Photo Credit: The Ohio State University. Japanese beetles cause leaves to appear skeletonized.
This is turning out to be a more significant year for Japanese beetles in central Ohio than we have had in a few years. Favorite hosts, such as roses, sand cherries, purple plums, and lindens are sustaining more damage than we have seen in some time.
Look for leaves that are “skeletonized” (only veins remaining). This is a tell-tale sign of Japanese beetles. Good horticultural practices, including watering and fertilizing, will reduce the damage caused by these beetles, but oftentimes you simply need to get rid of them.
Here are some ideas:
Row Covers Protect your plants from Japanese beetles with row covers during the 6- to 8-week feeding periods.
Hand Pick Unfortunately, the most effective way of getting rid of Japanese beetles is to hand pick them. It’s time consuming, but it works, especially if you are diligent. When you pick them off, put them in a solution of 1 tablespoon of liquid dishwashing detergent and water, which will cause them to down.
Use a Drop Cloth Put down a drop cloth. Then, in the early morning when they’re most active, shake them off and dump them into a bucket of soapy water.
Insecticides If you wish to spray or dust with insecticide, speak to your local garden center about approved insecticides in your area. Apply sprays in the morning and never in full sun or at temperatures above 90-degrees (F). If your plants start to wilt, rinse the leaves immediately with clean water.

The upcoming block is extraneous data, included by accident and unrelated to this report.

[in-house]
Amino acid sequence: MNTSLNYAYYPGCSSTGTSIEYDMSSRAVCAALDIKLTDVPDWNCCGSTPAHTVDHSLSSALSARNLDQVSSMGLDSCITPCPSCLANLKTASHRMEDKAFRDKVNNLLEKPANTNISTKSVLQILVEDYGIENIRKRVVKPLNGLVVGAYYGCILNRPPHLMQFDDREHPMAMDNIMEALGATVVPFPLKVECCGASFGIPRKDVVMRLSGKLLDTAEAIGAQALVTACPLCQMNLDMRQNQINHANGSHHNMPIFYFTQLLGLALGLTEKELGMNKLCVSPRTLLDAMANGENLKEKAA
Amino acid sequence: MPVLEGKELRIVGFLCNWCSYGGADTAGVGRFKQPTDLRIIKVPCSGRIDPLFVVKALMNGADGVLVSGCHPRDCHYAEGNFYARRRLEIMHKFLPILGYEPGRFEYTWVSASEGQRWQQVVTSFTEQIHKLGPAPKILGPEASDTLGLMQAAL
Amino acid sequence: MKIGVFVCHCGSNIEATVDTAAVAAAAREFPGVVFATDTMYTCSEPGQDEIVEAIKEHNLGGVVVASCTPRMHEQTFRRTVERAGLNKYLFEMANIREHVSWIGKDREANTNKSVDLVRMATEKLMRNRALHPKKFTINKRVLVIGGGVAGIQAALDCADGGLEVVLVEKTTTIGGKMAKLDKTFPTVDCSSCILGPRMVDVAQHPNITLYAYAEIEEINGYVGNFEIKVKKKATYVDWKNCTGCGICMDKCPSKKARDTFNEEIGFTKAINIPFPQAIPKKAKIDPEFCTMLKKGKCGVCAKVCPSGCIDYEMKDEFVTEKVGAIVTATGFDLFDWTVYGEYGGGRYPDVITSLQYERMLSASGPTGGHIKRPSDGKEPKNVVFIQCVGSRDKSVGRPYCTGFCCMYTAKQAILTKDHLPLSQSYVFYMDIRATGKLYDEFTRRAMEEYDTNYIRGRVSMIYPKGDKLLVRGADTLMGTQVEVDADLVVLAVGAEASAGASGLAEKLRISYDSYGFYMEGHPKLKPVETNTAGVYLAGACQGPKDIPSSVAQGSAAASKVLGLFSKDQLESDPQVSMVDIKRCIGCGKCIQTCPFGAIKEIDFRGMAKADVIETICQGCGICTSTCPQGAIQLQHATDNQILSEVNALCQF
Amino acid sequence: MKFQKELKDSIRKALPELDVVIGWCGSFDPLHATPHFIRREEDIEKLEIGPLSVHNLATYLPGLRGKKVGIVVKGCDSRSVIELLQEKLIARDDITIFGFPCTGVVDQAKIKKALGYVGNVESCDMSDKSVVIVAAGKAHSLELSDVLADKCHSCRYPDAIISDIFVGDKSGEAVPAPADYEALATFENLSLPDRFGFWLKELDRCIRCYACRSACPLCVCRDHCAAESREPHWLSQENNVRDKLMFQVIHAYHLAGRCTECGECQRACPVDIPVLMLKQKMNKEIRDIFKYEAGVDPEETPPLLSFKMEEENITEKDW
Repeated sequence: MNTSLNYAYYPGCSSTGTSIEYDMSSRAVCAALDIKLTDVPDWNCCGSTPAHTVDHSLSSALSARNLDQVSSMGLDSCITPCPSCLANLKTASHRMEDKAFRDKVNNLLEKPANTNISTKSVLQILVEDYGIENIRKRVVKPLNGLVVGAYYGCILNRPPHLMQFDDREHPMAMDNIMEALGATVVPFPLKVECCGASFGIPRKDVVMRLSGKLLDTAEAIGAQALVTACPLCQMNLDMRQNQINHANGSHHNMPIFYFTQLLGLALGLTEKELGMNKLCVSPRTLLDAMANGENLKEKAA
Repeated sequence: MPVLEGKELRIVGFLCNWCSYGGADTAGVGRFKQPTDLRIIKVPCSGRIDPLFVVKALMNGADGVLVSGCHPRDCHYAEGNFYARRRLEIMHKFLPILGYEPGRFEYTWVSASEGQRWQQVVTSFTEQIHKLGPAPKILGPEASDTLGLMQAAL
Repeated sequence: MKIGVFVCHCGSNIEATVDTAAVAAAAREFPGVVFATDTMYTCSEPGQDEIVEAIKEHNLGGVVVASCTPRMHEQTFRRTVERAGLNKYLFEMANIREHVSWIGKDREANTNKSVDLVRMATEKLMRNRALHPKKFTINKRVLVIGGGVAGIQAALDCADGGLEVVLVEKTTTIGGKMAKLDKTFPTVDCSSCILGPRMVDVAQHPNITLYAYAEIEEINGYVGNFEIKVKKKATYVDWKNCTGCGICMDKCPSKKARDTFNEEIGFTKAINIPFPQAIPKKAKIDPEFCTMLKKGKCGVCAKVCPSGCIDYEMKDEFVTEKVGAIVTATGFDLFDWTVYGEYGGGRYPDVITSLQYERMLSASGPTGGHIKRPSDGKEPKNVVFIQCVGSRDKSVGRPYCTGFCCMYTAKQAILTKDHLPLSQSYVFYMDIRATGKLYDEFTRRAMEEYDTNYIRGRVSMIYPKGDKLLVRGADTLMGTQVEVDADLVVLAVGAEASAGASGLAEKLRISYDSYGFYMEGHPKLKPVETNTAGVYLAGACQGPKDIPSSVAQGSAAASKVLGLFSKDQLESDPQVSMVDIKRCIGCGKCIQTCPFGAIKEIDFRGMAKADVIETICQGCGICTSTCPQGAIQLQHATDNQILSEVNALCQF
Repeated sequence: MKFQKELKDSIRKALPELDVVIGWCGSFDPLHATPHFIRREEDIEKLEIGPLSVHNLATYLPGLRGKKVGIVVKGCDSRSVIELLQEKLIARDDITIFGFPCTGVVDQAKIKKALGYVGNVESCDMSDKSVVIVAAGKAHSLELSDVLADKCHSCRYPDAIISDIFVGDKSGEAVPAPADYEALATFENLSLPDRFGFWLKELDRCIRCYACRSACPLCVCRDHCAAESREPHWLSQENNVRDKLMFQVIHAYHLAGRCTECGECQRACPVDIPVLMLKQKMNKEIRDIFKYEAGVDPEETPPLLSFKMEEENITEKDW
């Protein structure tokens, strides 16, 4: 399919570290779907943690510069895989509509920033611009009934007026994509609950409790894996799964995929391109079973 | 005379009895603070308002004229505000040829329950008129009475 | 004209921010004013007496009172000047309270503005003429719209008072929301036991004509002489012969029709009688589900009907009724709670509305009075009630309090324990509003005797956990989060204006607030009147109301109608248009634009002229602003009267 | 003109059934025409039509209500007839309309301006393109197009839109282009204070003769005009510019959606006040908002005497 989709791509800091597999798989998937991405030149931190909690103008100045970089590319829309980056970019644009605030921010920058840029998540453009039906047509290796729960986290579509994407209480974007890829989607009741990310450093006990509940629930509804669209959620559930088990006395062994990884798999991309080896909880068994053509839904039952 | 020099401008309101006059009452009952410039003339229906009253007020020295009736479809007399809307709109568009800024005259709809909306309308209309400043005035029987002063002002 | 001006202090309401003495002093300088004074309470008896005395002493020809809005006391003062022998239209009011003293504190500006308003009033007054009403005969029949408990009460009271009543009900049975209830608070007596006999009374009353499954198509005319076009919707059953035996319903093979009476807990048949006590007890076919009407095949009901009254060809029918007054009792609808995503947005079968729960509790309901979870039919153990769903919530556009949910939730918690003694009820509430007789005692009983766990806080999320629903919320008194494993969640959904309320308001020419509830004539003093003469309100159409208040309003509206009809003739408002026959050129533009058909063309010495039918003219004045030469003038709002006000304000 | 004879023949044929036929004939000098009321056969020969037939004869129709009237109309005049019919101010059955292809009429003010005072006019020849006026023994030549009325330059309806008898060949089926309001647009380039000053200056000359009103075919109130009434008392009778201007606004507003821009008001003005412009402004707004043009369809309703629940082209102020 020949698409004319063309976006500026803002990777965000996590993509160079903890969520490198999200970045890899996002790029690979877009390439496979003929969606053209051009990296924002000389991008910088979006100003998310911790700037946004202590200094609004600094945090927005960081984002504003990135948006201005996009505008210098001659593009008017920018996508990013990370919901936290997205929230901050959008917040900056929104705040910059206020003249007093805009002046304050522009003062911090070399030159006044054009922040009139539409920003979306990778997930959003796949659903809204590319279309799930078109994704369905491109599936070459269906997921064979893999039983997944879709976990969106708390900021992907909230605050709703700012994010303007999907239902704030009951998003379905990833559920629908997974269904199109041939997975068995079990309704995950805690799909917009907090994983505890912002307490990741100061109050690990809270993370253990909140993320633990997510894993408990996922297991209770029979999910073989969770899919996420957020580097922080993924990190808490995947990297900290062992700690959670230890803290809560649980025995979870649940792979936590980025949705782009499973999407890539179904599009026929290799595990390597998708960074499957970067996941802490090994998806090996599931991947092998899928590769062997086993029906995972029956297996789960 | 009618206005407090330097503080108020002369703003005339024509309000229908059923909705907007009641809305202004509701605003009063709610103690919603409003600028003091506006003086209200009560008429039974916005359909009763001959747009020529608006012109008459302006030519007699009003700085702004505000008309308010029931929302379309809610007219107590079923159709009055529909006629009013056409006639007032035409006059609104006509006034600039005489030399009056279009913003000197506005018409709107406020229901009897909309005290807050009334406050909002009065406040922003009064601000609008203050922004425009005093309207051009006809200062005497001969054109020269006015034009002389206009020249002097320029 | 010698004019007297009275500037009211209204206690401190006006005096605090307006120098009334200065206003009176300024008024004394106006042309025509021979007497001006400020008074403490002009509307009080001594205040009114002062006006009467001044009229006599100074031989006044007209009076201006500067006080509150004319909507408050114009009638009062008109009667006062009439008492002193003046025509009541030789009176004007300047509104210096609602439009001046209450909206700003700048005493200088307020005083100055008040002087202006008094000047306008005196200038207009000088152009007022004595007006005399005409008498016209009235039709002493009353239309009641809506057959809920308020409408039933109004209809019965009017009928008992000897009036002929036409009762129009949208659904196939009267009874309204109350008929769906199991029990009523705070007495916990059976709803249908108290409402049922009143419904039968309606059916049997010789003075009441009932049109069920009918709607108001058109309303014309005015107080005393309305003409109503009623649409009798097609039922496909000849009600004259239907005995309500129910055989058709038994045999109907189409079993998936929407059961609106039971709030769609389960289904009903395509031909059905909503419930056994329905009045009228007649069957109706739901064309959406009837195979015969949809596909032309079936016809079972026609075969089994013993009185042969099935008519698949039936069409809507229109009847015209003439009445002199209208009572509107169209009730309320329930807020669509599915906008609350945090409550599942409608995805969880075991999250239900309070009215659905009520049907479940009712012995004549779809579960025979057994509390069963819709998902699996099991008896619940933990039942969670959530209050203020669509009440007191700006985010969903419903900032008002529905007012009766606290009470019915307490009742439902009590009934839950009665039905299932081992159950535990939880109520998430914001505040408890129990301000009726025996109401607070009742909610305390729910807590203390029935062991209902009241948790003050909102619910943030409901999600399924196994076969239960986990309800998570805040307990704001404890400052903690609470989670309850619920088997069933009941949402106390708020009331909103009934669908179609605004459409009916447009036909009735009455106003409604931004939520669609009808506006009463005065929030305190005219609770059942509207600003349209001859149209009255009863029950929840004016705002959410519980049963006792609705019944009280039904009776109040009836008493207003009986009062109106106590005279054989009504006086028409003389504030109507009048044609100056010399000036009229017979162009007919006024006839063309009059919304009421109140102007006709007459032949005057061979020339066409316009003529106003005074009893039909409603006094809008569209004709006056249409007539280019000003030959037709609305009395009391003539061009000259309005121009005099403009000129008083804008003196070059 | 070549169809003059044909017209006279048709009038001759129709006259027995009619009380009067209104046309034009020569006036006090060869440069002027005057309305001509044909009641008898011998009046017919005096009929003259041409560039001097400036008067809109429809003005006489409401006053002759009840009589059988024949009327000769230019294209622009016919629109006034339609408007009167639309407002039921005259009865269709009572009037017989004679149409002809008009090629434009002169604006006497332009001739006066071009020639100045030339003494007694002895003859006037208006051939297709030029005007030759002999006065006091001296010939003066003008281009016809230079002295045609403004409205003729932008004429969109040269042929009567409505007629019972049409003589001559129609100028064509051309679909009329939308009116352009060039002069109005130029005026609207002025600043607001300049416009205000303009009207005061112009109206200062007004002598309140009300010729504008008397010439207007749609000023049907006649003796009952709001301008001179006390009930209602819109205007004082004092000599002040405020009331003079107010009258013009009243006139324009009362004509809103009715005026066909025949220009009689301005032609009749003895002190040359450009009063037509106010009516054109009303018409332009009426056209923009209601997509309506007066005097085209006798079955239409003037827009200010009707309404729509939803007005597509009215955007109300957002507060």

Traps Japanese beetle traps can be helpful in controlling large numbers of beetles, but they also might attract beetles from beyond your yard. We don’t recommend this!
Fruit Cocktail You can buy Japanese beetle traps of all sorts, but most are no more effective than a can of fruit cocktail. Make sure you let the can sit in the sun for a week to ferment. Then place in a light-colored pail of water filled to the top of the can of fruit. Place the pail about 25 feet from the plants you want to protect. The beetles will head for the sweet bait, fall into the water, and down.
For Roses... Note that insecticides will not fully protect roses, which unfold too fast and are especially attractive to beetles. Nip the buds and spray the bushes to protect the leaves. Timeliness and thoroughness of application are very important. Begin treatment as soon as beetles appear, before the damage is done.